• Breakdown of hemoglobin results in many colors on the wound

  • Appearance of skin may be waxy, dry, leathery, charred, or translucent.

    Thrombosed veins are seen on the skin surface

  • Prompt burn wound excision and autograft is the best option.


  • Pour running tap water for at least 20 minutes

  • If running water not available, stop, drop, and roll to put off the flames.

  • Remove clothing and jewelry—clothing can hold heat on the burn and if swelling occurs jewelry can stop blood flow to the burn.

Fig. 12

Application of Healicoll sheet



Burn injuries are universal and incidence is on the increase with the complexities of modern living and industrialization, since most of the burns occur either at home or at the place of work. It becomes important to know about burn prevention and first aid management.

Burns are caused by a variety of agents like flame, hot liquids, chemicals, and electricity. The priority of treatment is to stop the burning process by using tap water, which reduces the severity in all types of burns except in electrical cases, where the patient is removed from the source of electrical current.


  • What causes burns?

    Burns can be caused by flame, acid, hot liquids, and electricity.

  • What to do immediately following burns?

    Priority is to stop the burning process by using tap water.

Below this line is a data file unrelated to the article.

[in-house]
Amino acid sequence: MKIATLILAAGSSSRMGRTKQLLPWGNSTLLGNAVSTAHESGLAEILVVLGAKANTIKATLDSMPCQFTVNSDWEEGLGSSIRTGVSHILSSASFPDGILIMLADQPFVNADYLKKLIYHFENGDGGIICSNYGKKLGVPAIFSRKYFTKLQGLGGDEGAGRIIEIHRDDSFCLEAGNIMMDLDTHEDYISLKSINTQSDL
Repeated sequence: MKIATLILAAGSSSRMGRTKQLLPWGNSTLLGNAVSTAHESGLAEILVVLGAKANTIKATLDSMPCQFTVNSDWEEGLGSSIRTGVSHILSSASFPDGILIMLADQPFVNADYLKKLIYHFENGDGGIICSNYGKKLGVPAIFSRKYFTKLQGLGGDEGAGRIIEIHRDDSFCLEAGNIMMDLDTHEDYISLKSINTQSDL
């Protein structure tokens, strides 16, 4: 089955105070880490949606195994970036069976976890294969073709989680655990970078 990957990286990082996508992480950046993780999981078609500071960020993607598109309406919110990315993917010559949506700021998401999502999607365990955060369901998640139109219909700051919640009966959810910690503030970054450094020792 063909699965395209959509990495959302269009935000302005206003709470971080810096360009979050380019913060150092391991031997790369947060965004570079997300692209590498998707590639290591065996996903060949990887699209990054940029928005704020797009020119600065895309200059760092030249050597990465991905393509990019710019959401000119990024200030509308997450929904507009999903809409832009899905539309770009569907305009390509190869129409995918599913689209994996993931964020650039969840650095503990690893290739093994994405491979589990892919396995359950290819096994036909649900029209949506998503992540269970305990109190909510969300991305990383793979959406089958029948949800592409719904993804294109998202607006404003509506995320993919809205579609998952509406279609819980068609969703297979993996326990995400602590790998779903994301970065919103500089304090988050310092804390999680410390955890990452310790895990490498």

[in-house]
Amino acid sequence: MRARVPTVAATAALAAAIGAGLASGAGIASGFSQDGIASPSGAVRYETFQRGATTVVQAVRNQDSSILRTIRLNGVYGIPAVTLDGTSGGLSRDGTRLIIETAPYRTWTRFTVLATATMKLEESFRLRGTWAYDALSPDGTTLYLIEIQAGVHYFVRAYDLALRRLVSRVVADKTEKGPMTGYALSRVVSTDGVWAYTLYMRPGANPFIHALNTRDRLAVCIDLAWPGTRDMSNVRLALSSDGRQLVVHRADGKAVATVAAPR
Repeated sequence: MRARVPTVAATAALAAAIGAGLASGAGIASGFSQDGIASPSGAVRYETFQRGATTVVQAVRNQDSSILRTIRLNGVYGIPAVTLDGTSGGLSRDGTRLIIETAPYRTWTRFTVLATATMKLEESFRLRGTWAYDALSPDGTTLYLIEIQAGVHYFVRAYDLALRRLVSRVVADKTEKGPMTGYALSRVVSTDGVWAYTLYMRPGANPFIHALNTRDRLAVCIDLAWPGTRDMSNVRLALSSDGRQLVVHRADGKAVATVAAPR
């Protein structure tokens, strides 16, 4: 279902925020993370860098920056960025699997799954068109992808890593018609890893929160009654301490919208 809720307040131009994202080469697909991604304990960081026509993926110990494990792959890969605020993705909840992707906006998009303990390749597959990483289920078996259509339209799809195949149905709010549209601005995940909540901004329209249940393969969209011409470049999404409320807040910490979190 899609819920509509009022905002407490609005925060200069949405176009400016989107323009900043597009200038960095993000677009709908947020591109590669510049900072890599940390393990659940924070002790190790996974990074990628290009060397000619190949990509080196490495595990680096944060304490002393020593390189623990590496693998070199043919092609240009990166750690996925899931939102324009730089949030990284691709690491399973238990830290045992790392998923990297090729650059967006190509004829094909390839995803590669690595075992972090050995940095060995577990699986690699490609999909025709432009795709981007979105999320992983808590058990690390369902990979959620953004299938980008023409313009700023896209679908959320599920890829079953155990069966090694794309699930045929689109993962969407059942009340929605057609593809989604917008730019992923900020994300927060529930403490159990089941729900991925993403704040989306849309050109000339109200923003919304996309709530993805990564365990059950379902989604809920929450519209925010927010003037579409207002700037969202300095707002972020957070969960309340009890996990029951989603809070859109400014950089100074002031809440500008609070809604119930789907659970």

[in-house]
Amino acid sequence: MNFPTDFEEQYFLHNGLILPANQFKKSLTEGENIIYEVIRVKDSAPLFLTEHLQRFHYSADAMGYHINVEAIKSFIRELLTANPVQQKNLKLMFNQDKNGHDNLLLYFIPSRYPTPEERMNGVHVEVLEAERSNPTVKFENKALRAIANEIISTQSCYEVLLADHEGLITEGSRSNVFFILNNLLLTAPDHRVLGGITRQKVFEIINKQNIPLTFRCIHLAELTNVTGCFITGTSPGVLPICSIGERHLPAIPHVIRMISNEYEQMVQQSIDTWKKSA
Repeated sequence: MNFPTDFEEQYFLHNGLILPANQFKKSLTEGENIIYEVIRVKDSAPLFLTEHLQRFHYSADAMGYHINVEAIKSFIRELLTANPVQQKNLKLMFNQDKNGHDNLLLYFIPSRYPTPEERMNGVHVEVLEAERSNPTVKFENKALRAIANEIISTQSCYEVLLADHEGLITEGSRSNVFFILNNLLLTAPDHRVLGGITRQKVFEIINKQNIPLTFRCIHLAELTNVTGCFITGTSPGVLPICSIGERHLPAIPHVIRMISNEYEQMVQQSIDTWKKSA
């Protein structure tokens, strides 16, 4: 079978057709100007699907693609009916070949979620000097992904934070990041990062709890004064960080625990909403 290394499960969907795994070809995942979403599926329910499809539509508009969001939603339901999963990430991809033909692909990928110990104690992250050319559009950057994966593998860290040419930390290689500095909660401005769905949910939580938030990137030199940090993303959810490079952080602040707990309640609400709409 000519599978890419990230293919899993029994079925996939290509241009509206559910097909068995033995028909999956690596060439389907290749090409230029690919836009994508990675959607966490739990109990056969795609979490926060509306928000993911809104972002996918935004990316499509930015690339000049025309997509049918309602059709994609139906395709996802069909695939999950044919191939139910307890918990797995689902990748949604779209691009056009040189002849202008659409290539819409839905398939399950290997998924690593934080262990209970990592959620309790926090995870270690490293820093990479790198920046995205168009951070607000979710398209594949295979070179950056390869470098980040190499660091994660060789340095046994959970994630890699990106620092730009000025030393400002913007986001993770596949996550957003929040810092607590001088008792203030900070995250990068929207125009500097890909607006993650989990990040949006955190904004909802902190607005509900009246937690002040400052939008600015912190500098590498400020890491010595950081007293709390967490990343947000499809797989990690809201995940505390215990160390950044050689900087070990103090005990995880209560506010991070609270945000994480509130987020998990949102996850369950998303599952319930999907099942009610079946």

• Can water cause blisters?

    No. Blisters indicates that burns are superficial and will heal spontaneously.

  • What to apply on the burnt surface?

    Apply ointments like Neosporin, Soframycin, and Silver sulfadiazene. Do not apply gention violet, ink, ghee, calamine, lotion, salt, toothpaste, etc.


  • Pour water to stop the burning process.

  • If no water is available, stop, drop, and roll.


  • Do not play with matches, kerosene, fire crackers, and electricity.

  • If gas leak is suspected in the kitchen, do not strike a match or put the electrical switch on. Open the windows and tighten all gas valves. If it is still leaking, call the gas company.

  • Do not allow children near hot silencer.

  • Do not use loose pressure cooker rubber (casket) (Fig. 16).

    Fig. 13

    Second-degree wound

    Fig. 14

    Sixth day after Healicoll application

    Fig. 15

    Tangential excision and grafting


  • Do not carry hot water on a slippery floor.

  • Do not leave gas inlet open when not in use.

  • Never leave a child unattended in the bathroom.

  • Do not keep open fire near the bed on a winter night (Fig. 17).

  • When you go on long leave, disconnect the plug of radio, television, and other electrical appliances.

  • Do not pour kerosene or petrol to revive fire (Fig. 18).